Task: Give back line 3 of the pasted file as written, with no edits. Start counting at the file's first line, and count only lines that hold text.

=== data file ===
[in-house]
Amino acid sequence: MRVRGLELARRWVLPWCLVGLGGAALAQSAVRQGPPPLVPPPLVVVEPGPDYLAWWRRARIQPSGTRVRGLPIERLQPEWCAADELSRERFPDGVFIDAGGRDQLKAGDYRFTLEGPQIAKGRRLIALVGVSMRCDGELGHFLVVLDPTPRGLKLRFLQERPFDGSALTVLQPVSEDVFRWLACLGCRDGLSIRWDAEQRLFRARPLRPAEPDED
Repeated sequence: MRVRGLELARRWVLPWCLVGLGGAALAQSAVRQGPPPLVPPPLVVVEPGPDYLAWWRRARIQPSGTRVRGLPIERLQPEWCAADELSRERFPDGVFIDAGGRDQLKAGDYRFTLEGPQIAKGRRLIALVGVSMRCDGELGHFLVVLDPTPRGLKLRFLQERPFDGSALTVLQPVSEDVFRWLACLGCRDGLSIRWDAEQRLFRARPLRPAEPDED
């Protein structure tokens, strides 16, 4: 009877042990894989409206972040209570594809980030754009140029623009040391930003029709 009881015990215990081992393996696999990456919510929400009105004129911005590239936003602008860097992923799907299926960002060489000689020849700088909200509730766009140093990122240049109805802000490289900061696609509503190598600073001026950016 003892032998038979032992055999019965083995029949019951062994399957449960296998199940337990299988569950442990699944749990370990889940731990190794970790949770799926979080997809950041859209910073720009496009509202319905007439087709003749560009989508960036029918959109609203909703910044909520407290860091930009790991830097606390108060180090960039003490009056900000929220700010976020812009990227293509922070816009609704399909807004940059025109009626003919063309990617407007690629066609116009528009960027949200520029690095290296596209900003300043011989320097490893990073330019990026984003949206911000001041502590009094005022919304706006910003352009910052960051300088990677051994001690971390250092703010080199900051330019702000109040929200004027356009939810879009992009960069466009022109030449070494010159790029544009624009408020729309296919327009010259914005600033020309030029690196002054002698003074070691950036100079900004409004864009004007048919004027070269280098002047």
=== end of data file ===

Repeated sequence: MRVRGLELARRWVLPWCLVGLGGAALAQSAVRQGPPPLVPPPLVVVEPGPDYLAWWRRARIQPSGTRVRGLPIERLQPEWCAADELSRERFPDGVFIDAGGRDQLKAGDYRFTLEGPQIAKGRRLIALVGVSMRCDGELGHFLVVLDPTPRGLKLRFLQERPFDGSALTVLQPVSEDVFRWLACLGCRDGLSIRWDAEQRLFRARPLRPAEPDED